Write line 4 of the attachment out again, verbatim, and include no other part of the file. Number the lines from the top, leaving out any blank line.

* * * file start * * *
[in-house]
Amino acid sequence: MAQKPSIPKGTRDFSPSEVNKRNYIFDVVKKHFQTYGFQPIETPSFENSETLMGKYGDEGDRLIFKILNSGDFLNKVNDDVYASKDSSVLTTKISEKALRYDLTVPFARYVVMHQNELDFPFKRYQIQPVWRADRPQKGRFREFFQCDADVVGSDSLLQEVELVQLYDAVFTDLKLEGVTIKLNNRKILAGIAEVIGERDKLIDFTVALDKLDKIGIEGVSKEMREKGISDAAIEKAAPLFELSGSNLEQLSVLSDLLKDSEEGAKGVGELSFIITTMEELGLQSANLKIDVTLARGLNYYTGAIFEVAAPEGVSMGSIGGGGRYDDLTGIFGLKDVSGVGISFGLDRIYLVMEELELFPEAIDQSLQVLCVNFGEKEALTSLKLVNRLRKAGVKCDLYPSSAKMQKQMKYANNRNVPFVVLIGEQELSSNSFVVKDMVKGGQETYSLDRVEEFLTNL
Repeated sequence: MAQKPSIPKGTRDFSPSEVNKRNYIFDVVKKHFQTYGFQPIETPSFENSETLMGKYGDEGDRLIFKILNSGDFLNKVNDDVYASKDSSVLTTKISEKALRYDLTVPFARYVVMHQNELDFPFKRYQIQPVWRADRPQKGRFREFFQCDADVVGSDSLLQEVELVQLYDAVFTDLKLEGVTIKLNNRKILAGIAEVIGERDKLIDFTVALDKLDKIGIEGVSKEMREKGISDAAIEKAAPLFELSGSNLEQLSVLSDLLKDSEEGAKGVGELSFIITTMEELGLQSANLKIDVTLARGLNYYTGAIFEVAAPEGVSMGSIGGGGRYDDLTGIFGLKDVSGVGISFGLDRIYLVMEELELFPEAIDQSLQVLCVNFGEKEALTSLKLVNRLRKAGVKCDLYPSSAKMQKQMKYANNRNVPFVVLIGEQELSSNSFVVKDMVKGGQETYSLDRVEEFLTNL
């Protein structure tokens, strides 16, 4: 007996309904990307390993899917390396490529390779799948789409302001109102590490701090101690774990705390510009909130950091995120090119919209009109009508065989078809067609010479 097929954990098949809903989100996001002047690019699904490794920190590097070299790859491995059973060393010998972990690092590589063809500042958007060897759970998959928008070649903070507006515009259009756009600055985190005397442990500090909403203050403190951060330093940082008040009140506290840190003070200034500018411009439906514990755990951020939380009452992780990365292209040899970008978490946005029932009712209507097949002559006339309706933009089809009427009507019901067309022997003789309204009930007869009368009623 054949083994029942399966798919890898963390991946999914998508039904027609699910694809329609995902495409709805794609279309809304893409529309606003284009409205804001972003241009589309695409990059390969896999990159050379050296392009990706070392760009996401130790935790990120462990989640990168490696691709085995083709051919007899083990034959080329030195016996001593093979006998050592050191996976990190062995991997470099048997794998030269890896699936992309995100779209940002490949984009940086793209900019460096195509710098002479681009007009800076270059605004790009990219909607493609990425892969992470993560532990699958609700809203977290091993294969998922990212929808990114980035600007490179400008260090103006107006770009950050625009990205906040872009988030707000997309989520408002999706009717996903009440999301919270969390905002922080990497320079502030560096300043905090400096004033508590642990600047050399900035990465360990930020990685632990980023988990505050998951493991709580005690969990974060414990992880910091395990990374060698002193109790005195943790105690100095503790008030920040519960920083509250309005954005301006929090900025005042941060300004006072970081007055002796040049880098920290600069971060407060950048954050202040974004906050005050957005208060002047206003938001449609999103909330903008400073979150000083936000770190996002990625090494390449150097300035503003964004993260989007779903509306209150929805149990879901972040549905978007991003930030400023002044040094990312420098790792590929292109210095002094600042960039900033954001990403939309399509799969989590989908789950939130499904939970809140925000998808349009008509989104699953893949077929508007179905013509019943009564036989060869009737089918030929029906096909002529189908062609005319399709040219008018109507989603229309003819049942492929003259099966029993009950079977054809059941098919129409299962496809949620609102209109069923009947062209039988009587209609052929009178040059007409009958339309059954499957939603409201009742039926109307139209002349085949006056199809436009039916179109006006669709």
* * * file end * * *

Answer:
């Protein structure tokens, strides 16, 4: 007996309904990307390993899917390396490529390779799948789409302001109102590490701090101690774990705390510009909130950091995120090119919209009109009508065989078809067609010479 097929954990098949809903989100996001002047690019699904490794920190590097070299790859491995059973060393010998972990690092590589063809500042958007060897759970998959928008070649903070507006515009259009756009600055985190005397442990500090909403203050403190951060330093940082008040009140506290840190003070200034500018411009439906514990755990951020939380009452992780990365292209040899970008978490946005029932009712209507097949002559006339309706933009089809009427009507019901067309022997003789309204009930007869009368009623 054949083994029942399966798919890898963390991946999914998508039904027609699910694809329609995902495409709805794609279309809304893409529309606003284009409205804001972003241009589309695409990059390969896999990159050379050296392009990706070392760009996401130790935790990120462990989640990168490696691709085995083709051919007899083990034959080329030195016996001593093979006998050592050191996976990190062995991997470099048997794998030269890896699936992309995100779209940002490949984009940086793209900019460096195509710098002479681009007009800076270059605004790009990219909607493609990425892969992470993560532990699958609700809203977290091993294969998922990212929808990114980035600007490179400008260090103006107006770009950050625009990205906040872009988030707000997309989520408002999706009717996903009440999301919270969390905002922080990497320079502030560096300043905090400096004033508590642990600047050399900035990465360990930020990685632990980023988990505050998951493991709580005690969990974060414990992880910091395990990374060698002193109790005195943790105690100095503790008030920040519960920083509250309005954005301006929090900025005042941060300004006072970081007055002796040049880098920290600069971060407060950048954050202040974004906050005050957005208060002047206003938001449609999103909330903008400073979150000083936000770190996002990625090494390449150097300035503003964004993260989007779903509306209150929805149990879901972040549905978007991003930030400023002044040094990312420098790792590929292109210095002094600042960039900033954001990403939309399509799969989590989908789950939130499904939970809140925000998808349009008509989104699953893949077929508007179905013509019943009564036989060869009737089918030929029906096909002529189908062609005319399709040219008018109507989603229309003819049942492929003259099966029993009950079977054809059941098919129409299962496809949620609102209109069923009947062209039988009587209609052929009178040059007409009958339309059954499957939603409201009742039926109307139209002349085949006056199809436009039916179109006006669709």